Veolia North America, the company that operates a network of steam and chilled water pipes in downtown Baltimore, said it opened a new $11.8 million plant on Monday to produce chilled water.
The new chilled water facility, located in the Baltimore Convention Center, is a collaboration between the company, the city, the convention center and the Maryland Stadium Authority.
The steam and chilled water provided by Veolia is used to heat and cool commercial buildings, hospitals and government facilities throughout downtown.
The new facility, which will supply the convention center and about 50 other buildings, features a more sustainable design that will result in reduced carbon emissions, the elimination of an ozone-depleting refrigerant and cost savings.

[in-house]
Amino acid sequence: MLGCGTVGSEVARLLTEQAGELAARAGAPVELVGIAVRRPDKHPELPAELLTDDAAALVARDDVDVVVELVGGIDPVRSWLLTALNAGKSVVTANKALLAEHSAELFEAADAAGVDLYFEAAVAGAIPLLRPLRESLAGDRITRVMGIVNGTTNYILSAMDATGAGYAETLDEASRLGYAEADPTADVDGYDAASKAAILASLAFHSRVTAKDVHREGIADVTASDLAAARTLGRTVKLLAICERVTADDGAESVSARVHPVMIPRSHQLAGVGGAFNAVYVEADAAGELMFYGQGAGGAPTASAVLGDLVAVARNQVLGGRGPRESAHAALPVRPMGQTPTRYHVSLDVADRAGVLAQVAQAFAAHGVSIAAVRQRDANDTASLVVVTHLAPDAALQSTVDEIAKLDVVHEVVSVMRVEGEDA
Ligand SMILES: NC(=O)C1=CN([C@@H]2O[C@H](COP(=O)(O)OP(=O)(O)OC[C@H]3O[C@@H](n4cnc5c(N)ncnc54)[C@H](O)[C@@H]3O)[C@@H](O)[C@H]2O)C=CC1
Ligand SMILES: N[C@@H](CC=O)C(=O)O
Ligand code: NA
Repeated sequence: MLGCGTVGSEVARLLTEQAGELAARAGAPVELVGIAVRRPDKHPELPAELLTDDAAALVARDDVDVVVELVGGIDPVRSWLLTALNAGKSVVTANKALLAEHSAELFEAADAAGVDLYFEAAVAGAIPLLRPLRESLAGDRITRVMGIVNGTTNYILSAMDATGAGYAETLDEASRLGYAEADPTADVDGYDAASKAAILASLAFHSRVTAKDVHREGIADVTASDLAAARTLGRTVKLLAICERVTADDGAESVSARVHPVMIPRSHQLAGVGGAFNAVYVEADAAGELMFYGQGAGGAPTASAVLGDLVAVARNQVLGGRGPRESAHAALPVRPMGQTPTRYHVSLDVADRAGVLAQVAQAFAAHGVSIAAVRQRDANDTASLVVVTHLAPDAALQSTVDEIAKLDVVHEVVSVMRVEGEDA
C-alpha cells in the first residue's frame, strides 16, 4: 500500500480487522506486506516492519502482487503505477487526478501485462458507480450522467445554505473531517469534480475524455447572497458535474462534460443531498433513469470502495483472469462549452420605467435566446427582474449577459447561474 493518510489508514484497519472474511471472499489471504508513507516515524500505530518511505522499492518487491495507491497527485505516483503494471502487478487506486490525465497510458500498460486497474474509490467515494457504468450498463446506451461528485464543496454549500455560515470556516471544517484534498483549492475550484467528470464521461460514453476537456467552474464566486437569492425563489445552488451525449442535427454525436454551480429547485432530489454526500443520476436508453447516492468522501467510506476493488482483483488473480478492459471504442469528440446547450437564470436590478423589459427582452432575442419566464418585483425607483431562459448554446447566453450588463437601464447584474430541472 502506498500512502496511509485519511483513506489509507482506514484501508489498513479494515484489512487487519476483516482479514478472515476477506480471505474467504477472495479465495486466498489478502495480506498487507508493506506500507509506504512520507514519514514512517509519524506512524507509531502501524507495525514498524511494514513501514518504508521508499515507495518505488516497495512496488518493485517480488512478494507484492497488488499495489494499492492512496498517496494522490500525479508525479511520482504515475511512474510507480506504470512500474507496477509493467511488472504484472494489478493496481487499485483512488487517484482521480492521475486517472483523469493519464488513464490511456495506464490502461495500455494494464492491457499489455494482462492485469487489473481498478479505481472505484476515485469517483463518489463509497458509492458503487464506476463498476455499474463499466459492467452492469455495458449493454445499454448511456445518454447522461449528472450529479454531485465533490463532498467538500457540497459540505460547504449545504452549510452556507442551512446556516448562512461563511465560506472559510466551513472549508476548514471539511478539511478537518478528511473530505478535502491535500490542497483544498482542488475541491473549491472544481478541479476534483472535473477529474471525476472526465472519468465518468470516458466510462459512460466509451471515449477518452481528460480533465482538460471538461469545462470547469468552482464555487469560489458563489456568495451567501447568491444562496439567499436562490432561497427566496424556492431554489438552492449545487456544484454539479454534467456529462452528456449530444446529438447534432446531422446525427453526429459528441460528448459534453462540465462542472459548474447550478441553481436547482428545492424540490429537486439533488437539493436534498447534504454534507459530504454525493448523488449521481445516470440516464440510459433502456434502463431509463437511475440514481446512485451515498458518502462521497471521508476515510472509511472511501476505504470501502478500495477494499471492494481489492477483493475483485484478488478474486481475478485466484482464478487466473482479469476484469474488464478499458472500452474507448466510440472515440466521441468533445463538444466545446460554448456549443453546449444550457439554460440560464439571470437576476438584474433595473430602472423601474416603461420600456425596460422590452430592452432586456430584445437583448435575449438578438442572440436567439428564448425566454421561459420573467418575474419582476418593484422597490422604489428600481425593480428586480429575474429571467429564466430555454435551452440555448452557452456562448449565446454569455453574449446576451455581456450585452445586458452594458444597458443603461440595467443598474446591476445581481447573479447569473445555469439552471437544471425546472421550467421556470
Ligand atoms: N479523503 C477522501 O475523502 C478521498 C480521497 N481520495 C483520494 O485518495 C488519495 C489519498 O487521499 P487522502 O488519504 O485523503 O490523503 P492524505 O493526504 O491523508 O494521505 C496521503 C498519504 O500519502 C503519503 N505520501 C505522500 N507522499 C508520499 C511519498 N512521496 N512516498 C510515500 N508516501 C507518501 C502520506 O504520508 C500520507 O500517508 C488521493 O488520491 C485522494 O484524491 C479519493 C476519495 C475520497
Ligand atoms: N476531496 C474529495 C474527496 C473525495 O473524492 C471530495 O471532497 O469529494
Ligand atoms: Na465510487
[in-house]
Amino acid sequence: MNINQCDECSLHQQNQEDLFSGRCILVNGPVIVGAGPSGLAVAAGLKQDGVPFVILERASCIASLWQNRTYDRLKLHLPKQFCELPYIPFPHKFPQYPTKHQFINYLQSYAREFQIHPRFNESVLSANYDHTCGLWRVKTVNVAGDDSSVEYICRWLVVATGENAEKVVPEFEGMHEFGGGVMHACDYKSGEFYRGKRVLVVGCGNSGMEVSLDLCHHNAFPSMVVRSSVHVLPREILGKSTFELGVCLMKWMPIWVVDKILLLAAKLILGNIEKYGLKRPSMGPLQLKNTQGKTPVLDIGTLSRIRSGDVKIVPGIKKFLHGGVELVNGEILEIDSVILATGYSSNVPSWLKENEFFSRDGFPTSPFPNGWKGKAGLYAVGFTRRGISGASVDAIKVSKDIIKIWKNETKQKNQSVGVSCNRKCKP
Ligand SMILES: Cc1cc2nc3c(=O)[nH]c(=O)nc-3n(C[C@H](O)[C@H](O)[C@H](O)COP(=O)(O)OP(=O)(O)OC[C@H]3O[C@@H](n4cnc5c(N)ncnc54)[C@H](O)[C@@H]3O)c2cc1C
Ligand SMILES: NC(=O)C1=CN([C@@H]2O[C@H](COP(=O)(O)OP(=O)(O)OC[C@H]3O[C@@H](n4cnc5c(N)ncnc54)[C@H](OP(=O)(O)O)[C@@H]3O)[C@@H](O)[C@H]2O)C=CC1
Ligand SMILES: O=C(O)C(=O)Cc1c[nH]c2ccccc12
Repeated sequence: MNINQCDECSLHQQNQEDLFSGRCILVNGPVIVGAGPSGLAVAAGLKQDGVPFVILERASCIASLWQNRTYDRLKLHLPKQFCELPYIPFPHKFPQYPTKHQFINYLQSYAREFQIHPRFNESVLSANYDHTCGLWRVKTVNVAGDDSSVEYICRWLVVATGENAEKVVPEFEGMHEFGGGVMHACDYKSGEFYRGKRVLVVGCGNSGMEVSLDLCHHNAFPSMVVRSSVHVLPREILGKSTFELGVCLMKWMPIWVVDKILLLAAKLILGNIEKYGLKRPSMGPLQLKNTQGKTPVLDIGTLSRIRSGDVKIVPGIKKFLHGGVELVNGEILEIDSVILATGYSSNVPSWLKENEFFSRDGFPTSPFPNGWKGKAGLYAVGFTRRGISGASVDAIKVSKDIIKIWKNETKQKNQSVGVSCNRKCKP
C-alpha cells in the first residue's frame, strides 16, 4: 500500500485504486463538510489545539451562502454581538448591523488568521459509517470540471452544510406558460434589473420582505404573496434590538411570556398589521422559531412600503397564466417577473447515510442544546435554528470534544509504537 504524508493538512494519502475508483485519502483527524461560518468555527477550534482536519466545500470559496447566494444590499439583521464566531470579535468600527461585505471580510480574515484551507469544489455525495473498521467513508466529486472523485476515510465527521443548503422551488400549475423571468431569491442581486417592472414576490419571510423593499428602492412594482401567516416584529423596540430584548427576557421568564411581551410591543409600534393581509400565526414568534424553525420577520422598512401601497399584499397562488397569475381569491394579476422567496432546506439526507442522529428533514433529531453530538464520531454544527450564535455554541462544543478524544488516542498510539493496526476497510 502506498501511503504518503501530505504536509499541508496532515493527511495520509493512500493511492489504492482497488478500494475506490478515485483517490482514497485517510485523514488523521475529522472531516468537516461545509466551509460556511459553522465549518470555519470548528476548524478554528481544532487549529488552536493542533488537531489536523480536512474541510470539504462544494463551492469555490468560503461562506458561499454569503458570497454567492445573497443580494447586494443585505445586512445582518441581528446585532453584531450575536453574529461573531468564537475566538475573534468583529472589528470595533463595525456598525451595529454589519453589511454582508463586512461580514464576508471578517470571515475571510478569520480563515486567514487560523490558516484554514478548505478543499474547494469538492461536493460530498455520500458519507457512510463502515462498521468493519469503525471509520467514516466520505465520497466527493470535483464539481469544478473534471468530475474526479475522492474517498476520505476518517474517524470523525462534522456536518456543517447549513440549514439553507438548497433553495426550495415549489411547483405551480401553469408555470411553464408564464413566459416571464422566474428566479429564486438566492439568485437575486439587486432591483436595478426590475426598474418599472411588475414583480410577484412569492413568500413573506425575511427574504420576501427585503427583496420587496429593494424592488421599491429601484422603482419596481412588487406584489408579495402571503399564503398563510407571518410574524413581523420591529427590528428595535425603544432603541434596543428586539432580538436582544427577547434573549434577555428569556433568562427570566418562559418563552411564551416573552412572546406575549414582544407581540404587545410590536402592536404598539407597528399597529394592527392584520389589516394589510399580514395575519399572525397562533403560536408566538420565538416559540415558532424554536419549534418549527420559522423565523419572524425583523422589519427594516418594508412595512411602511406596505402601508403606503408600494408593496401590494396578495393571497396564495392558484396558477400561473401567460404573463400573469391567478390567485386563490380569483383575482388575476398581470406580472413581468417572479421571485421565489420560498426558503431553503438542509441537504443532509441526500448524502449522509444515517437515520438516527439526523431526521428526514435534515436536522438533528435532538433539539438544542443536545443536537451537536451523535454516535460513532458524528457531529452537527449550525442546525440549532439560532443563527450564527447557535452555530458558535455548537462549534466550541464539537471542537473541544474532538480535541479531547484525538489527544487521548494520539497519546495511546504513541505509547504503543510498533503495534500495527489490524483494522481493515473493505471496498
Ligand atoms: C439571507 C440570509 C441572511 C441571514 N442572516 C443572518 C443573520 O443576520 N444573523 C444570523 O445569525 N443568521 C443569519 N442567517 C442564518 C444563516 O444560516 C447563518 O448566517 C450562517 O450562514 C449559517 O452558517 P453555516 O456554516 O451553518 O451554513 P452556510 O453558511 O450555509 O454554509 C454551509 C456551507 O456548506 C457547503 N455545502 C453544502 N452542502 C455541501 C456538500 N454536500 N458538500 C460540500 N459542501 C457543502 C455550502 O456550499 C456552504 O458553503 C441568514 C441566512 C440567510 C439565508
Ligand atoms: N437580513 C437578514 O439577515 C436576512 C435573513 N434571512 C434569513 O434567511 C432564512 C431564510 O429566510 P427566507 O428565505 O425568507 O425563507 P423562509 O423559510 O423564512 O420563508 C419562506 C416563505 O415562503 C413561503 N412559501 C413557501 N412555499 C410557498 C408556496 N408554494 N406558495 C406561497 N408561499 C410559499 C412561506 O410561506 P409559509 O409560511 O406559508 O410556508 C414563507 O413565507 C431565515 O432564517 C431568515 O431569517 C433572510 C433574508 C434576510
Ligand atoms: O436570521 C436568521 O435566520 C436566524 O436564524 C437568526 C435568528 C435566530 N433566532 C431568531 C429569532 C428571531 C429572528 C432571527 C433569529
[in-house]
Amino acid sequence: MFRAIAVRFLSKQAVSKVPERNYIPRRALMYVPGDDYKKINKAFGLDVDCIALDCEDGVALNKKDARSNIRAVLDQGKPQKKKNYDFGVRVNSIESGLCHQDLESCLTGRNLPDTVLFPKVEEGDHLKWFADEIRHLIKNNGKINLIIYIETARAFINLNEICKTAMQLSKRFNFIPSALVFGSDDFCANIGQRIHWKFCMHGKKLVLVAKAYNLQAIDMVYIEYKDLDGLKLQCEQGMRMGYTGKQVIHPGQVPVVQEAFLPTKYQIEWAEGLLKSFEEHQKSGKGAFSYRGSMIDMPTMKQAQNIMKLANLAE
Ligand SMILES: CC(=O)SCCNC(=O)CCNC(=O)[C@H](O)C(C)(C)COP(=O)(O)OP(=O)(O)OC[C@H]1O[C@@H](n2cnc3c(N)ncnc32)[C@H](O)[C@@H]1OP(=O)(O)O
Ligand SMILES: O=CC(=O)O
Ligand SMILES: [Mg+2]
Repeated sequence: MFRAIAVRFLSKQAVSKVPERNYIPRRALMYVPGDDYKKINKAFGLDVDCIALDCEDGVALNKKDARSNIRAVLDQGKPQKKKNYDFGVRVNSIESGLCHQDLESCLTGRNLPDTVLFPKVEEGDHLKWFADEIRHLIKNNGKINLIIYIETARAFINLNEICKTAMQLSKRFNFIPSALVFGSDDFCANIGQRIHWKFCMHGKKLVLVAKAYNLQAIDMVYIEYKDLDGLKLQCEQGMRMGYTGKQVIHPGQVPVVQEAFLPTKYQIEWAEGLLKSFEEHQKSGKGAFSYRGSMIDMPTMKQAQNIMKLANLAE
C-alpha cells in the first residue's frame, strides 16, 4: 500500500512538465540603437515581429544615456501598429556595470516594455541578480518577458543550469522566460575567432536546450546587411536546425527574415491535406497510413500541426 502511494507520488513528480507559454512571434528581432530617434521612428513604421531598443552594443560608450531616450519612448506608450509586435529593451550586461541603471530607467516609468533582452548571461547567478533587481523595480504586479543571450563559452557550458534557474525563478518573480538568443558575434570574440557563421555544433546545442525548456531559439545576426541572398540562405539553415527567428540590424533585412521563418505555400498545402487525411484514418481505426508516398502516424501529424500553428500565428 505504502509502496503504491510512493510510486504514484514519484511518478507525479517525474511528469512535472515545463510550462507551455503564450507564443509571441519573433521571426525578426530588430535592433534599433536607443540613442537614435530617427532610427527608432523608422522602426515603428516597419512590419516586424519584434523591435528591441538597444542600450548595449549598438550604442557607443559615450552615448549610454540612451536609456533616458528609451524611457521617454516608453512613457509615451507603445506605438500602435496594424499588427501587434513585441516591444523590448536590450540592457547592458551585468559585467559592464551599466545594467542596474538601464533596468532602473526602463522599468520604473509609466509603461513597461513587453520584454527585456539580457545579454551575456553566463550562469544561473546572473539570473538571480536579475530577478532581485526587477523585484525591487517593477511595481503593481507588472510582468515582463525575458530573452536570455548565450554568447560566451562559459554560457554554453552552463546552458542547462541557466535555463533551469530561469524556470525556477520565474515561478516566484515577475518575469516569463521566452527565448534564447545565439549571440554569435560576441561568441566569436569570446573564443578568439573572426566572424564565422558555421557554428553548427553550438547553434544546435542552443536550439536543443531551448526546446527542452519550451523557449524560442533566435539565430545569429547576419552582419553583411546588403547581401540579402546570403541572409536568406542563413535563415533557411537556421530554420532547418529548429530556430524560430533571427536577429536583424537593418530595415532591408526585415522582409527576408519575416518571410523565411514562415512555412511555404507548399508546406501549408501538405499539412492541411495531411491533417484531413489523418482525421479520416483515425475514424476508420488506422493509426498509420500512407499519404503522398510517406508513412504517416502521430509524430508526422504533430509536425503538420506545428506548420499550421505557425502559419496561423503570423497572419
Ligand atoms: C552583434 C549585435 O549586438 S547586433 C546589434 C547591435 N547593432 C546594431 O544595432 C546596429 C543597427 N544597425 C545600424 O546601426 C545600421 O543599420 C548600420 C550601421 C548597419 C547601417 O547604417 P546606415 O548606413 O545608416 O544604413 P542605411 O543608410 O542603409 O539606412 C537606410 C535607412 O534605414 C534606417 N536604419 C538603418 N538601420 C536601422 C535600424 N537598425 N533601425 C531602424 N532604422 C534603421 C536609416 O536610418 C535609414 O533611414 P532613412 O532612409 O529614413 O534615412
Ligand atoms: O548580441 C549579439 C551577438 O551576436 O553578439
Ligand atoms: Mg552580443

By eliminating 6,137 tons of carbon emissions each year — the equivalent of 1,177 cars from the road annually, the new plant contributes to the city's goal of reducing greenhouse gas emissions by 15 percent by 2020, Veolia said.
"A cornerstone to the success of this project was the close collaboration of public and private partners — a relationship that has spanned over a decade," said William J. DiCroce, Veolia's president and CEO, in a statement. "This project illustrates how great things can happen when people come together under a common vision — conserve energy, create jobs, reduce carbon pollution and improve the community's green energy infrastructure."
In June, an aging steam pipe under Eutaw Street — part of the network managed for the city by Veolia — exploded as fans streamed into Camden Yards for an Orioles game, injuring five people. After an investigation, Veolia cited "abnormal wall thinning" in the cast-iron steam pipe as the cause of the explosion. That section of pipe has been replaced with ductile carbon steel piping.